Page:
Powerful Argentine Juan Martin del Potro was due to return last night to continue his impressive challenge to hot favourite Novak Djokovic at the French Open in Paris.

Djokovic and del Potro were set to resume what looked likely to be a thrilling encounter at one set apiece after bad light stopped play the previous evening. Djokovic's six-month unbeaten run was under serious threat from del Potro.

The tall Argentine roared back into the contest to level at 3-6 6-3 when play was halted for the day at 9.12pm local time in Paris after a bizarre day.

Unsurprisingly, the most important match of the first week fell victim to being scheduled last on the main Court Philippe Chatrier and, predictably, had to be moved as preceding matches ran into the evening.

After much confusion for spectators and presumably players alike, the decision was made to switch the contest to the vacant Court Suzanne Lenglen.

But the move meant many spectators were either caught out or locked out and their boos and jeering could be heard on court - so much so that a miffed Djokovic complained to the umpire.

Djokovic brought into the tie a 41-match winning streak stretching back to last November, while del Potro carried the menace of a brutal game that won him the 2009 US Open but which had been curtailed by injuries over the last year-and-a-half. Those lengthy absences explained why the Argentine is seeded only 25th and so had to face Djokovic at such an early stage.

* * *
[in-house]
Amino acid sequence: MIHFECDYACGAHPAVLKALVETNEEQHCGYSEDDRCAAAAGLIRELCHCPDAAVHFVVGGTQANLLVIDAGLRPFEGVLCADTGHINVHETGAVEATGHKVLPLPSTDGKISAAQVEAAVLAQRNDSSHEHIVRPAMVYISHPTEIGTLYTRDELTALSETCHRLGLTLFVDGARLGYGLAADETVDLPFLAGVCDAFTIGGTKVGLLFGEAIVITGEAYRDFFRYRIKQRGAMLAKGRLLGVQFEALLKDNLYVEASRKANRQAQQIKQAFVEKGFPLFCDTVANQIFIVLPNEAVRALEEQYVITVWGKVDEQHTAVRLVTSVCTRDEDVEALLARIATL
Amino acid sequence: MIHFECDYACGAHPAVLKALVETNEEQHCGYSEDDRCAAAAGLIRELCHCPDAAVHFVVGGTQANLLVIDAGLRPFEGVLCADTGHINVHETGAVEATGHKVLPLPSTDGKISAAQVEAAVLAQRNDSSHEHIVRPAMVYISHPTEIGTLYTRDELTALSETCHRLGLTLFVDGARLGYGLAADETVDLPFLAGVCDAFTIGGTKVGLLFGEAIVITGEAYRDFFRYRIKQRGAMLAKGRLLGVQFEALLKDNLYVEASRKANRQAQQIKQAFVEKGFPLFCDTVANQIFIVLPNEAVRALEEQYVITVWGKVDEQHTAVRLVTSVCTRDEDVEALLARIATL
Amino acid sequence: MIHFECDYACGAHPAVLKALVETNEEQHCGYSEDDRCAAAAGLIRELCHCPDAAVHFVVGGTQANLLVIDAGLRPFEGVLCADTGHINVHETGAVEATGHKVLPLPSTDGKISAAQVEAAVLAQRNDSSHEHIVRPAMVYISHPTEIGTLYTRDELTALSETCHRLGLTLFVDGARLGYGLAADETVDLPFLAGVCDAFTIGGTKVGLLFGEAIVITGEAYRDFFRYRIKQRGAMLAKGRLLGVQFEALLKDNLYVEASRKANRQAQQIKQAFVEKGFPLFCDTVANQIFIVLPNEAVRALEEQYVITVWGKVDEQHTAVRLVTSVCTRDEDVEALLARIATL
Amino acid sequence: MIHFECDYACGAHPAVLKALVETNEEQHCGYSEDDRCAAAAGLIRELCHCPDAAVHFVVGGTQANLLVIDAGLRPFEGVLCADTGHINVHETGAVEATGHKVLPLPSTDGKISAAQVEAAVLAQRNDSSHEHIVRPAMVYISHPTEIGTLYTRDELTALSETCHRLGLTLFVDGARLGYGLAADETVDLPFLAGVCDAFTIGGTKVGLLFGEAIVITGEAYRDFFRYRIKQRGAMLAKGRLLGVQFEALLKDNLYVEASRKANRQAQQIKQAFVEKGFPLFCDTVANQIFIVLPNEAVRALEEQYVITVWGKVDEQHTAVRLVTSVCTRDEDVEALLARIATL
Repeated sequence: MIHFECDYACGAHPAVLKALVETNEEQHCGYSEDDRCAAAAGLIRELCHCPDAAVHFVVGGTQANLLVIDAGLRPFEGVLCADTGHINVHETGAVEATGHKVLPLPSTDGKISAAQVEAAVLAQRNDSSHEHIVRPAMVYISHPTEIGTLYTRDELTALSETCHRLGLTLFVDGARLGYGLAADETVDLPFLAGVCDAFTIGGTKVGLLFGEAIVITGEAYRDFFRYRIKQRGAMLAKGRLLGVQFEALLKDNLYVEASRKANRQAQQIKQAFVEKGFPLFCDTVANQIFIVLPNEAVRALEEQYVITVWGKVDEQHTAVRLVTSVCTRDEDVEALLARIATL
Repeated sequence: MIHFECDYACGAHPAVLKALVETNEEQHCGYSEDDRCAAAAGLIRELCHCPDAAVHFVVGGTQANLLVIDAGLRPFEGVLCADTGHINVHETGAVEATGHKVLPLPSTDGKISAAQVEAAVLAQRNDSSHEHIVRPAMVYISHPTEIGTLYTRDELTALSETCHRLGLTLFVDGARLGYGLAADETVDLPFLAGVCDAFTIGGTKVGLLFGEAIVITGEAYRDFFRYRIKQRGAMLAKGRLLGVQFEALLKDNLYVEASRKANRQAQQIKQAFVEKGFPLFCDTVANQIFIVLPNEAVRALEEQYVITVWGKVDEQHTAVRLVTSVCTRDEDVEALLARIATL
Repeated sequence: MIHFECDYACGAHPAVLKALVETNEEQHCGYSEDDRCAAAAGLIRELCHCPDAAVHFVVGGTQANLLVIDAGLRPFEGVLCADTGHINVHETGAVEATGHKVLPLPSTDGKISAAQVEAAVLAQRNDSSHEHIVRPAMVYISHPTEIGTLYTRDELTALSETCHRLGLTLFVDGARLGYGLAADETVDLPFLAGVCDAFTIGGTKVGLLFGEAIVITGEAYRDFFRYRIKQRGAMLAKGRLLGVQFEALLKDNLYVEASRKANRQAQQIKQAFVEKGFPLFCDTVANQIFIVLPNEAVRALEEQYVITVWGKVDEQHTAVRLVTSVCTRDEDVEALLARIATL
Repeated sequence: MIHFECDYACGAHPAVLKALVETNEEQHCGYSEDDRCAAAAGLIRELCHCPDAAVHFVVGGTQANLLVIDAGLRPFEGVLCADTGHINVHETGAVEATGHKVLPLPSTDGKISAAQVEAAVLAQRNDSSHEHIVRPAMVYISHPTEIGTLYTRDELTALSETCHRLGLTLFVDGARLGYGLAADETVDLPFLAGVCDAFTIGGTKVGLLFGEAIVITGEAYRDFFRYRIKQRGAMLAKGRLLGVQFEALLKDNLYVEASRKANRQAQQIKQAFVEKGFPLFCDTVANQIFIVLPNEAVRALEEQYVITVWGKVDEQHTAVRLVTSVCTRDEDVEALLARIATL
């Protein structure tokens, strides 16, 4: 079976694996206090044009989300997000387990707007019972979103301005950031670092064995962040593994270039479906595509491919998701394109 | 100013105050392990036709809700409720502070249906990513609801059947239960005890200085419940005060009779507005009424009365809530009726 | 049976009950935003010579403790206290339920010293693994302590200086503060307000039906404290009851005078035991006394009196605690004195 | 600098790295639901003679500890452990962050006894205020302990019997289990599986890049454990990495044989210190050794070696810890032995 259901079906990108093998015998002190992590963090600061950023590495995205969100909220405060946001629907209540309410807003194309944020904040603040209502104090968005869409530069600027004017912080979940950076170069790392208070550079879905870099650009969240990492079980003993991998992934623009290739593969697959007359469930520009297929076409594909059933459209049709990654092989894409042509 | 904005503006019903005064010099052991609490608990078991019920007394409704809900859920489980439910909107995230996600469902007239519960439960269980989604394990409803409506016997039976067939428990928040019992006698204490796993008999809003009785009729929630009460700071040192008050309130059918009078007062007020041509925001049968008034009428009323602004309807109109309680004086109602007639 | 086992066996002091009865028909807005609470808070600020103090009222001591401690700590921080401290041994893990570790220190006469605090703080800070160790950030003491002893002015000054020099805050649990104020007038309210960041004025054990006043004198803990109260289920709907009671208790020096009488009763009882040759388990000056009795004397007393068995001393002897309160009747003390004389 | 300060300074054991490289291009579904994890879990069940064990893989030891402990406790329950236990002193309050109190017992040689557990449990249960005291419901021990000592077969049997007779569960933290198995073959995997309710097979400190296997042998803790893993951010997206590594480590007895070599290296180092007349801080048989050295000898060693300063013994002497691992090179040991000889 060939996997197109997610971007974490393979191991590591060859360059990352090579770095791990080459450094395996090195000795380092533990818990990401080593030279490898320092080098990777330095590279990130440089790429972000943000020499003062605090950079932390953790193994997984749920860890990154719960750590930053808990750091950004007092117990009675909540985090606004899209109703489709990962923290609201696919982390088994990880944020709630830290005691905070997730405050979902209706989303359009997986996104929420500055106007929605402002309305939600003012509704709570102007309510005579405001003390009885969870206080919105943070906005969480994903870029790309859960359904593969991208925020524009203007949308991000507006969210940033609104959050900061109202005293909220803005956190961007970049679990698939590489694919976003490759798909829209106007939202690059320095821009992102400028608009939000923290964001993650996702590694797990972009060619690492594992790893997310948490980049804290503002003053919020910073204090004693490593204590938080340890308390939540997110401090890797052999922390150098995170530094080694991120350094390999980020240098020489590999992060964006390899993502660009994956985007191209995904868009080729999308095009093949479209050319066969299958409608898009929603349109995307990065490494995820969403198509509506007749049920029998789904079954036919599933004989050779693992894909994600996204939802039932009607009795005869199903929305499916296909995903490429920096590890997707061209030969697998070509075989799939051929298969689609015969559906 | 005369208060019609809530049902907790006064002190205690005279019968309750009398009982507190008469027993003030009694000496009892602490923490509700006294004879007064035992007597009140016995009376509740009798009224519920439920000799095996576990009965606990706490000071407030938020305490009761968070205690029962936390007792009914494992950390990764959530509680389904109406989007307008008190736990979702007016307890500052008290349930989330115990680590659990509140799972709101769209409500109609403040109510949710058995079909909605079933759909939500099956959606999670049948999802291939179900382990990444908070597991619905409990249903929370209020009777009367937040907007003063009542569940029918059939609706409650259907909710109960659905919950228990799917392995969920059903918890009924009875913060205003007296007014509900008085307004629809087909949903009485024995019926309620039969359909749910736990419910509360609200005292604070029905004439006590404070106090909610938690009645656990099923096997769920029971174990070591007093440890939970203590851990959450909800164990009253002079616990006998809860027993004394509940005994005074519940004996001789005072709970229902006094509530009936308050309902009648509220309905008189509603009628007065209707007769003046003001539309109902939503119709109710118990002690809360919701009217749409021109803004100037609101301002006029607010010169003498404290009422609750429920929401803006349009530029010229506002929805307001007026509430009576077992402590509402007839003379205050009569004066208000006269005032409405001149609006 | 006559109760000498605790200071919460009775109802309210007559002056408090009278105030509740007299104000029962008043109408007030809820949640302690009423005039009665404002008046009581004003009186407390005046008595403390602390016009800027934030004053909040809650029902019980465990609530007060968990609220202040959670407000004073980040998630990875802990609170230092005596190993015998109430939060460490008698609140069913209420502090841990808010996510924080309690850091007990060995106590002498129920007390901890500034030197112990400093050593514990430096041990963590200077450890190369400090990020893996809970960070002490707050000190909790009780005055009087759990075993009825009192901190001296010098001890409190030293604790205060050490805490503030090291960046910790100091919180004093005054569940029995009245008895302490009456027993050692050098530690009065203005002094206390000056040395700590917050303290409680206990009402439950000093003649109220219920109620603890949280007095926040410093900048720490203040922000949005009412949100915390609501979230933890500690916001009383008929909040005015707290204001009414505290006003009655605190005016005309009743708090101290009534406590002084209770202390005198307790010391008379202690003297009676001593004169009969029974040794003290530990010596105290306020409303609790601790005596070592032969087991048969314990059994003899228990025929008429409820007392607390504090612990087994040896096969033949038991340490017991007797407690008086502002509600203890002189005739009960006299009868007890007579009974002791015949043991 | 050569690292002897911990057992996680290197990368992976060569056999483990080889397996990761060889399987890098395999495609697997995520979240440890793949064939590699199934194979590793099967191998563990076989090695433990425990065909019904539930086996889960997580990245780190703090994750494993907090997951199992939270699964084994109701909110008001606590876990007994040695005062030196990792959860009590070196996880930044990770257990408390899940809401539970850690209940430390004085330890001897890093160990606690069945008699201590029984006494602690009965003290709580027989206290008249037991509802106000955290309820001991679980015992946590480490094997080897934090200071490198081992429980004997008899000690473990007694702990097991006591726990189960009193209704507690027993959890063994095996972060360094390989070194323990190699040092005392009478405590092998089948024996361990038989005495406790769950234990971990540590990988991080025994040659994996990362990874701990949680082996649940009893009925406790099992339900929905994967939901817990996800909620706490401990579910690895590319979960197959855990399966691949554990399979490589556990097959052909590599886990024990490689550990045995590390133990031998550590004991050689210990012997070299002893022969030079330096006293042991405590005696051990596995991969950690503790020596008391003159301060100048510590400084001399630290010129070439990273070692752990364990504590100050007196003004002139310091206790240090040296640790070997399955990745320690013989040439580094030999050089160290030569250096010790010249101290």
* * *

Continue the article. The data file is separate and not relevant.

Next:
The huge interest in the match was obvious both inside and outside the stadium. With play ending all around Roland Garros, the remaining spectators headed for Lenglen, and their protests flooded the arena as they were delayed entrance in the rush.

That was the unexpected soundtrack to the first set, dominated by Djokovic after an understandably scrappy opening couple of games, with the Serbian saving an early break point.

A single break in game four proved enough and it seemed possible that the second seed might have time to see out the match in straight sets and give himself a day off.

Del Potro had other ideas, though, increasingly winding up the huge forehand that flattened Federer at Flushing Meadows two years ago, and a Djokovic double fault saw him break at 3-1 in the second.

The crowd was thrilled by the tussle and huge roars greeted del Potro's recovery from 15-40 when serving for the set, four huge serves hauling him level.

An epic battle appeared to be unfolding but, with darkness descending and the scores level, there was only one decision that could be made and play was stopped for the day, to the predictable chorus of boos. The pair were due to resume at around 2am today.

- Agencies